Mountain Wheels: Subtle changes produce a more refined and powerful Subaru Outback
The long-running, king-of-mountain-lifestyle vehicle has returned for a sixth-generation revision that you, and everyone you know, are probably going to buy, whether you like it or not.
The 2020 Subaru Outback makes no quantum leaps in design or character, as visual changes are subtle, outside of a toughened-up, literally hiking boot-inspired Onyx XT edition with chunky, blackened bumpers, wheels and trim, one of seven trim levels available. But it will still offer family-oriented buyers who are not quite ready for the Ascent SUV a very pleasant choice, with improved rear-seat space.
Probably the biggest change is the long-awaited return of a turbocharged variant across various trim levels, something Outback hasn’t offered for a decade. Outback’s XT models get a modified version of the Ascent’s engine, a 2.4-liter turbocharged Boxer that generates 260 horsepower and is matched to a high-torque CVT automatic transmission, all of it good for up to 30 highway mpg.
Some of you remember the old, almost-too-powerful 3.0-liter turbo once found in Outback; the good news, especially for high-altitude dwellers, is the impressive extra yank you’ll find when tasked with passing or during full-out Interstate 70 speed sessions.
I put this to the test during a launch event held in far northern California redwood country on a rainforest-styled stretch of Highway 1 that was as twisty as they come — in addition to some very serious off-roading at a 2,200-acre private property near the tony Inn at Newport Ranch.
The Indiana-assembled Outback’s 2020 dimensions are just marginally increased, 1.4 inches longer overall (191.3 total) and about a half-inch wider, but a comprehensive set of underbody and suspension changes and more high-strength steel give it a noticeably more solid ride.
Granted, it’s still a big-ish vehicle, not quite wagon, not quite crossover, and my initial elation in thinking I had landed an upsized WRX (which you might feel on the straightaways) slightly deflated in tight corners. Outback rides on either 17- or 18-inch wheels and still carries over 3,900 pounds in its most gear-loaded variant.
Realistically, most drivers are not going to push it that hard — nor will they attempt to rip the bumpers and mirrors off by dodging trees and rocks on the complex Jeep trails we drove later — but the new Outback will quite competently handle whatever you throw at it. More engine output also means the XT models can tow up to 3,500 pounds; a front-view camera is also available, helpful for cresting hills or, more realistically, avoiding curbs while parking.
Base model power is provided by an available 182-horsepower, 2.5-liter, direct-injection engine borrowed from the new Forester, plus a CVT offering eight virtual speeds and paddle shifters. It did competent, up to 33 mpg during a sea-level highway course, and was also suitable for our take-it-to-the-limits off-road sesh.
Speaking of which, Outback retains its 8.7 inches of ground clearance, with wheels framed in slightly more pronounced wheel arches, and the X-Drive off-road system instantly provides pedal-free hill descent control. A dual-mode system in the XT also dials up sand and mud settings.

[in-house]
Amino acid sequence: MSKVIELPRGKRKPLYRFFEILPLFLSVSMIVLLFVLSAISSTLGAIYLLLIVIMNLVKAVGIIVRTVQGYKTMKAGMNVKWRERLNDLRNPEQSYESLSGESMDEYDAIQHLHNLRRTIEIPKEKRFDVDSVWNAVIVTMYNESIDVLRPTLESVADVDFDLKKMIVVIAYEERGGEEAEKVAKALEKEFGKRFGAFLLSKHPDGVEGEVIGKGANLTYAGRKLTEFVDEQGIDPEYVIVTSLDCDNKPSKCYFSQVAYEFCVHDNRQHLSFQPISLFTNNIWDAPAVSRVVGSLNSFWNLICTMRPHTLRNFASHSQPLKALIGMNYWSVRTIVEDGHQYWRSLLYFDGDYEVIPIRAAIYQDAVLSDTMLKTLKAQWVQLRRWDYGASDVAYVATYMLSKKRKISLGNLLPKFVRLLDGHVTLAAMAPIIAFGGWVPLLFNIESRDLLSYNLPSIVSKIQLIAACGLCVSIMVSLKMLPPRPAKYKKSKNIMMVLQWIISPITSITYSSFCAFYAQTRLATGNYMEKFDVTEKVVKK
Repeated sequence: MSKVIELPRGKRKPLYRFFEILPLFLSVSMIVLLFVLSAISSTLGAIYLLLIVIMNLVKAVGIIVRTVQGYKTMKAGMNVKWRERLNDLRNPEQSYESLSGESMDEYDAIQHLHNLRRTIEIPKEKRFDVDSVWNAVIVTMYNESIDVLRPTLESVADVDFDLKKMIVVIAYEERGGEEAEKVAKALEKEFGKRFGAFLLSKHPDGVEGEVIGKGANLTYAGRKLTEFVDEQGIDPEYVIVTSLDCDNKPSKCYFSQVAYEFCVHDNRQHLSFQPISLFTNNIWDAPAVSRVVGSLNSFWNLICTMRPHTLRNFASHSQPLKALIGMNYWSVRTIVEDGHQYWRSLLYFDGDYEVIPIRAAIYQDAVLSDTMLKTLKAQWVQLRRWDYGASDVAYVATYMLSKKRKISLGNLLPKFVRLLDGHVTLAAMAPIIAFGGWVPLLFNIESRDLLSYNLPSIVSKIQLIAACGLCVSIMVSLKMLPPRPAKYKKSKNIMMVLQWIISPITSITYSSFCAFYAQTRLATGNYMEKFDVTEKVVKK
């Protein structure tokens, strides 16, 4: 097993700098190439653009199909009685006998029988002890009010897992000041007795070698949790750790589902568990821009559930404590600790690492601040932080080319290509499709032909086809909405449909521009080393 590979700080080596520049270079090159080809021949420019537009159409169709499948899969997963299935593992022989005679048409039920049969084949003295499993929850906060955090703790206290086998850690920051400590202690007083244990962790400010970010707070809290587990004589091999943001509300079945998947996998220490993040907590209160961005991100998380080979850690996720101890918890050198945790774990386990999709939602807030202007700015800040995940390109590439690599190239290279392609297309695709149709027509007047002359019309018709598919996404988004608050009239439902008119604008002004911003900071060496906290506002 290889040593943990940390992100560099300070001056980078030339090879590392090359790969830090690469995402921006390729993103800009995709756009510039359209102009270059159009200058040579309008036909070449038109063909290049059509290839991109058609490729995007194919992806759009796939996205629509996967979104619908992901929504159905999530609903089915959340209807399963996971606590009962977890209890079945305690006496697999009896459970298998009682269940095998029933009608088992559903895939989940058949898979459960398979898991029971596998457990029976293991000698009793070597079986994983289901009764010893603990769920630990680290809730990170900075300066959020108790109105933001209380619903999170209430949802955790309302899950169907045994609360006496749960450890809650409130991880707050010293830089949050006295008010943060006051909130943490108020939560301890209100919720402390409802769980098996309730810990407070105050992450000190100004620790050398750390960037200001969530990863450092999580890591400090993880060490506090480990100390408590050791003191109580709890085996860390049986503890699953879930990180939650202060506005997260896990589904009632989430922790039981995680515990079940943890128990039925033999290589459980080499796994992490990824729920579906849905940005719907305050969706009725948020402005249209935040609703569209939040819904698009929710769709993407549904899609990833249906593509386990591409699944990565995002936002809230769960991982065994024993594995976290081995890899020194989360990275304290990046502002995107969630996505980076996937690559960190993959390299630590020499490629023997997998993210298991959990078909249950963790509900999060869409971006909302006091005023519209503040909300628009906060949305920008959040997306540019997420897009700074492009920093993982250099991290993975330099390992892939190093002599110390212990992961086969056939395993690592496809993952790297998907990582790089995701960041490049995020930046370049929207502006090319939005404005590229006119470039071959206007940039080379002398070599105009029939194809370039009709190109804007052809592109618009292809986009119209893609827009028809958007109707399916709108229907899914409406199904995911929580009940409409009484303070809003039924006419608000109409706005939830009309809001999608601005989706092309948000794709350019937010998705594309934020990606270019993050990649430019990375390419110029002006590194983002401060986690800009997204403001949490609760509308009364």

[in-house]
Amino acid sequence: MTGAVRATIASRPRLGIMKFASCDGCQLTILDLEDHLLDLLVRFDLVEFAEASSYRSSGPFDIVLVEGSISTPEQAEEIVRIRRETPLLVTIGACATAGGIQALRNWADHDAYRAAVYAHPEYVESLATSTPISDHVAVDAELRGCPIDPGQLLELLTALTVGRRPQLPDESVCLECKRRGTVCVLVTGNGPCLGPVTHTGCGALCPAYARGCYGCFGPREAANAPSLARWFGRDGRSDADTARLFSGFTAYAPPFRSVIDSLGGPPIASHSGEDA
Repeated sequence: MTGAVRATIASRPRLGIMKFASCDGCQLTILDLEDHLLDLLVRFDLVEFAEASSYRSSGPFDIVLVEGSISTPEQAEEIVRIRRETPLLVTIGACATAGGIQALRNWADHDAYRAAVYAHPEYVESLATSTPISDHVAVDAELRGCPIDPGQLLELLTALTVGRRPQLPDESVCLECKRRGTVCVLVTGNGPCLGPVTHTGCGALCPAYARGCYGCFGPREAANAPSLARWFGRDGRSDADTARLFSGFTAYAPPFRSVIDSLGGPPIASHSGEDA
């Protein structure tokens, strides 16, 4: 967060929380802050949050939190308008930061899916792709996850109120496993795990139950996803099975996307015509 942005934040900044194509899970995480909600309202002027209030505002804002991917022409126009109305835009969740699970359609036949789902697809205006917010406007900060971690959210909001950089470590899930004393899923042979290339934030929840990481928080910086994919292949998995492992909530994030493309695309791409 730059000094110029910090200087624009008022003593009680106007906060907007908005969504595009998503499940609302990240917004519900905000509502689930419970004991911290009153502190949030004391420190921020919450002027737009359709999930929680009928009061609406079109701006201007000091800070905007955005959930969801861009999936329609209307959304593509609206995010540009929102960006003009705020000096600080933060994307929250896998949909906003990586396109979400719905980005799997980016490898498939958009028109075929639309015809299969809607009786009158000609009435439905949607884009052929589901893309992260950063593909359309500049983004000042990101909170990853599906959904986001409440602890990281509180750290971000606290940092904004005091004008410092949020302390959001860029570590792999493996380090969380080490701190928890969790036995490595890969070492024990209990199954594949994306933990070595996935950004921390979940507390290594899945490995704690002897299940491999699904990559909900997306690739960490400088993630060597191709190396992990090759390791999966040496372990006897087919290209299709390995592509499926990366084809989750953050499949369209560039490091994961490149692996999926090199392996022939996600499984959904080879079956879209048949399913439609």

Seating is generally comfortable and in addition to cloth or even fancy Nappa leather trims, Subaru has a new, breathable but water-resistant urethane material ideal for wet-bottomed kayakers or chronic drink-spillers.
The extra steel means thinner A-pillars in the windows and, combined with repositioned side mirrors, gives the new Outback excellent forward and side visibility. The standard roof rails feature cool, store-away crossbars and now have open tiedown slots fore and aft for your gargantuan rooftop loads.
Those less interested in the ride and more interested in the doodads will appreciate a new, vertically oriented, iPad-styled Starlink multimedia screen, which incorporates nearly all of the center stack button/knob functionality, with mixed results. A single or a double-stacked set of smaller screens are also options. Outback also now has optional in-cabin Wi-Fi plus a gazillion USB outlets; old-schoolers can add a vertically mounted CD player, if they’d like, or a wireless phone charging pad.
The enhanced, wagonesque storage Outback owners know and love means 75.7 cubic feet of second-row, dropped-cargo space with a wider gate that can accommodate 43.3-inch wide loads between the wheel wells.
It’s also hands-free, accessed by doing sort of a blocking tackle move with your shoulder against the emblem on the liftgate if you have the remote in your pocket, versus the foot sweep everyone else does nowadays.
Pricing remains competitive, with starting prices up only $300 from 2019 models, beginning at $26,645, plus $1,010 in destination charges. Even base models get standard features ranging from the acclaimed EyeSight camera-based safety system to a simple 7-inch touchscreen. The fully loaded Outback Touring XT is priced at $39,695, while the blacked-out and sharp-looking Onyx Edition XT is right in the middle at $34,895. As a guide, the turbocharged models will be about $2,500 more than the standard engine. Anticipate them everywhere, as usual, when they go on sale in September.
Andy Stonehouse’s column “Mountain Wheels” publishes Saturdays in the Summit Daily News. Stonehouse has worked as an editor and writer in Colorado since 1998, focusing on automotive coverage since 2004. He lives in Greeley. Contact him at email@example.com.
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Spoiler alert: There was almost no drama whatsoever during my recent test of the accomplished, practical and even vaguely sexy-looking Hyundai Sonata hybrid.